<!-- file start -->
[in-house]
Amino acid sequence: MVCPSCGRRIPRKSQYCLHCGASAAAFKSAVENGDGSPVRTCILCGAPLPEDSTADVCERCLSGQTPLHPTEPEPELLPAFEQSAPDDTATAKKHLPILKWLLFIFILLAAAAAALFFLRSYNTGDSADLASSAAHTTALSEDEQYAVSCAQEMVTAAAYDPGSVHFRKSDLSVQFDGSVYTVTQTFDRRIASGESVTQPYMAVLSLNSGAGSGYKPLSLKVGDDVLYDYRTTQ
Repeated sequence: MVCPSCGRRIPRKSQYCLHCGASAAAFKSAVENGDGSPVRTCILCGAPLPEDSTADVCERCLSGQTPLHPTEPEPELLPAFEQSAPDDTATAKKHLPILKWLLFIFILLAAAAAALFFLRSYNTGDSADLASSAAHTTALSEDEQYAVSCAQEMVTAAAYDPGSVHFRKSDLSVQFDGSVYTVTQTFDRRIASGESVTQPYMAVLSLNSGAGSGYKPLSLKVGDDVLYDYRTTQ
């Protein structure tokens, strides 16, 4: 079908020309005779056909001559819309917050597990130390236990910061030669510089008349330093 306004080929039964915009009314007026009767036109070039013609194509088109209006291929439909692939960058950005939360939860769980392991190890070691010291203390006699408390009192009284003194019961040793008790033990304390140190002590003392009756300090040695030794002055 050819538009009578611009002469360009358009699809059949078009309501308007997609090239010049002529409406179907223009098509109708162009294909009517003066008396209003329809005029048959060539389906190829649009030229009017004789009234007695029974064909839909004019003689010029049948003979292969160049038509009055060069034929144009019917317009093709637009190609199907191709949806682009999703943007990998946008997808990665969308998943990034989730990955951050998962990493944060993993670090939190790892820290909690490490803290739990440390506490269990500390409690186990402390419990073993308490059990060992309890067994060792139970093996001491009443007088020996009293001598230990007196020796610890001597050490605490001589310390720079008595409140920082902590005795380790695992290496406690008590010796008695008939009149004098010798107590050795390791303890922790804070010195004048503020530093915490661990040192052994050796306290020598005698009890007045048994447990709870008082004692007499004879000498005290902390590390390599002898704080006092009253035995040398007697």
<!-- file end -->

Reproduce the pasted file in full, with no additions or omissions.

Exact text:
[in-house]
Amino acid sequence: MVCPSCGRRIPRKSQYCLHCGASAAAFKSAVENGDGSPVRTCILCGAPLPEDSTADVCERCLSGQTPLHPTEPEPELLPAFEQSAPDDTATAKKHLPILKWLLFIFILLAAAAAALFFLRSYNTGDSADLASSAAHTTALSEDEQYAVSCAQEMVTAAAYDPGSVHFRKSDLSVQFDGSVYTVTQTFDRRIASGESVTQPYMAVLSLNSGAGSGYKPLSLKVGDDVLYDYRTTQ
Repeated sequence: MVCPSCGRRIPRKSQYCLHCGASAAAFKSAVENGDGSPVRTCILCGAPLPEDSTADVCERCLSGQTPLHPTEPEPELLPAFEQSAPDDTATAKKHLPILKWLLFIFILLAAAAAALFFLRSYNTGDSADLASSAAHTTALSEDEQYAVSCAQEMVTAAAYDPGSVHFRKSDLSVQFDGSVYTVTQTFDRRIASGESVTQPYMAVLSLNSGAGSGYKPLSLKVGDDVLYDYRTTQ
């Protein structure tokens, strides 16, 4: 079908020309005779056909001559819309917050597990130390236990910061030669510089008349330093 306004080929039964915009009314007026009767036109070039013609194509088109209006291929439909692939960058950005939360939860769980392991190890070691010291203390006699408390009192009284003194019961040793008790033990304390140190002590003392009756300090040695030794002055 050819538009009578611009002469360009358009699809059949078009309501308007997609090239010049002529409406179907223009098509109708162009294909009517003066008396209003329809005029048959060539389906190829649009030229009017004789009234007695029974064909839909004019003689010029049948003979292969160049038509009055060069034929144009019917317009093709637009190609199907191709949806682009999703943007990998946008997808990665969308998943990034989730990955951050998962990493944060993993670090939190790892820290909690490490803290739990440390506490269990500390409690186990402390419990073993308490059990060992309890067994060792139970093996001491009443007088020996009293001598230990007196020796610890001597050490605490001589310390720079008595409140920082902590005795380790695992290496406690008590010796008695008939009149004098010798107590050795390791303890922790804070010195004048503020530093915490661990040192052994050796306290020598005698009890007045048994447990709870008082004692007499004879000498005290902390590390390599002898704080006092009253035995040398007697």